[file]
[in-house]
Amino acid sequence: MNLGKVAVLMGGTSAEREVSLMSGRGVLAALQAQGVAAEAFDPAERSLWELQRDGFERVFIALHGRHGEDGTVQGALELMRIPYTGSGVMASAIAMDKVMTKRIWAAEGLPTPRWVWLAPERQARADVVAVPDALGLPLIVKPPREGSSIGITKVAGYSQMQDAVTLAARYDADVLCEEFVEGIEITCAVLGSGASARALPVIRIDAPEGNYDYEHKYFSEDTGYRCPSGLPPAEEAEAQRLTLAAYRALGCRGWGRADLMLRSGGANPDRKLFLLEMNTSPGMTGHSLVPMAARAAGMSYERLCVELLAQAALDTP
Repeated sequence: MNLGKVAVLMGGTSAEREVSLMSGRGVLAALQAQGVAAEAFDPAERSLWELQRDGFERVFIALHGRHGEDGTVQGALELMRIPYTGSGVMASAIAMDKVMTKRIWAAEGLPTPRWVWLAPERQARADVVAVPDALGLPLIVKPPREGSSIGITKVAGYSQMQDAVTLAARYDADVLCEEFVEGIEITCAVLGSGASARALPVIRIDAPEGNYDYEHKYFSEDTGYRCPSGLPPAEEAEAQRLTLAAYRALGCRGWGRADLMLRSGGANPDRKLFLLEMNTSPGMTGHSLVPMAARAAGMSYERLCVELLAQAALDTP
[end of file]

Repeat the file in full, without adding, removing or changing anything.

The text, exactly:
[in-house]
Amino acid sequence: MNLGKVAVLMGGTSAEREVSLMSGRGVLAALQAQGVAAEAFDPAERSLWELQRDGFERVFIALHGRHGEDGTVQGALELMRIPYTGSGVMASAIAMDKVMTKRIWAAEGLPTPRWVWLAPERQARADVVAVPDALGLPLIVKPPREGSSIGITKVAGYSQMQDAVTLAARYDADVLCEEFVEGIEITCAVLGSGASARALPVIRIDAPEGNYDYEHKYFSEDTGYRCPSGLPPAEEAEAQRLTLAAYRALGCRGWGRADLMLRSGGANPDRKLFLLEMNTSPGMTGHSLVPMAARAAGMSYERLCVELLAQAALDTP
Repeated sequence: MNLGKVAVLMGGTSAEREVSLMSGRGVLAALQAQGVAAEAFDPAERSLWELQRDGFERVFIALHGRHGEDGTVQGALELMRIPYTGSGVMASAIAMDKVMTKRIWAAEGLPTPRWVWLAPERQARADVVAVPDALGLPLIVKPPREGSSIGITKVAGYSQMQDAVTLAARYDADVLCEEFVEGIEITCAVLGSGASARALPVIRIDAPEGNYDYEHKYFSEDTGYRCPSGLPPAEEAEAQRLTLAAYRALGCRGWGRADLMLRSGGANPDRKLFLLEMNTSPGMTGHSLVPMAARAAGMSYERLCVELLAQAALDTP